Sold! Mito Financial owner sells home for $360,000

Written by on July 12, 2017

Sold! Mito Financial owner sells Coppell home for $360,000




Versión en español

It only took a couple of weeks. Juan Miguel López, owner of Mito Financial, has sold his home.

A general warranty deed executed in Dallas County on June 30, 2017 states that Juan Miguel Lopez and his wife Irma Lopez transferred ownership of the property to the new buyers. The document does not include the sale price of the home, which is customary.

Sold for $360,000

My sources informed me that the home sold for $360,000, no seller contributions were paid to assist the buyers. The list price of the home was $379,000.

According to Dallas attorney Rocío García, who specializes in real estate transactions and is not involved in the Mito Financial case, a general warranty deed is the standard document issued when a home is sold.

The warranty deed was recorded after the real estate transaction was finalized in Dallas County and became public record.

The public records

Reporte Mito Financial Warranty Deed

Reporte Mito Financial Warranty Deed

The power of attorney

Dallas County Sheriff's Office

Dallas County Sheriff’s Office

Since Juan Miguel Lopez remains in jail, his wife, Irma Lopez, used a power of attorney dated May 11, 2017 -the day after his arrest-, to finalize the sale of the home.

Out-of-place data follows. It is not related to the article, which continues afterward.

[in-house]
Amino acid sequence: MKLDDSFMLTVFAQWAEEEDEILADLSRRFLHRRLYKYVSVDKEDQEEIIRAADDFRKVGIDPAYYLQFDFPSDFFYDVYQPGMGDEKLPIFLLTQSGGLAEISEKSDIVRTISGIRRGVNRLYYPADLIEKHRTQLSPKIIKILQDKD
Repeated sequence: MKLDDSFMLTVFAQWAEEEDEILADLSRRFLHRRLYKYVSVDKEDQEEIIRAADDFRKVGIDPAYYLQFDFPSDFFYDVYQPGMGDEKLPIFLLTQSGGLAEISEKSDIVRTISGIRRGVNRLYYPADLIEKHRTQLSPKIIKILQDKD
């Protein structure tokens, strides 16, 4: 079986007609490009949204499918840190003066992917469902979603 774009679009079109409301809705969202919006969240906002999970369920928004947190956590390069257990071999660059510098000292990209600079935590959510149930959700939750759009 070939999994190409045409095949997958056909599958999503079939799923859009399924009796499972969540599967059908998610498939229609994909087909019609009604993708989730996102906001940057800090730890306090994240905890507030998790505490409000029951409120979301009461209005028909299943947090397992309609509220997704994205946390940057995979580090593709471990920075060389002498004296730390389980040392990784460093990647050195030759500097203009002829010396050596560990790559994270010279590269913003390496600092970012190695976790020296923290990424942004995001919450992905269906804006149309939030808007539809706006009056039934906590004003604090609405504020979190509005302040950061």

Reporte Mito Financial Lopez Power of Attorney-1

Reporte Mito Financial Lopez Power of Attorney-1




Reporte Mito Financial Lopez Power of Attorney-1

Reporte Mito Financial Lopez Power of Attorney-1

 

The property

The property is located at 1304 Coral Drive, Coppell, TX 75019. It was advertised as an elegant two-story residence located on a golf course community, with five rooms, three bathrooms and 3,092 square feet.

The home was put up for sale soon after López’s arrest on May 10, 2017. The Mexican businessman remains in Dallas County jail facing theft, fraud and money laundering charges.

I brought the sale of his home to my readers’ attention after López requested a public defendant. He stated in court documents that he did not have any properties or assets to afford a lawyer.

I contacted the Dallas County District Attorney’s Office to inquire whether investigators in the case were aware that Lopez did not disclose the ownership of his home in his application for a public defendant.

Elizabeth Saab, Director of Communications for the Dallas County District Attorney’s Office, indicated:

“I am sorry but we can’t comment as it’s a pending case”.

While López awaits trial in jail, many Hispanic families in the Dallas-Fort Worth area and in Mexico are demanding answers. They want to get back the money they invested in López’s businesses.

The big question remains, where is the money?

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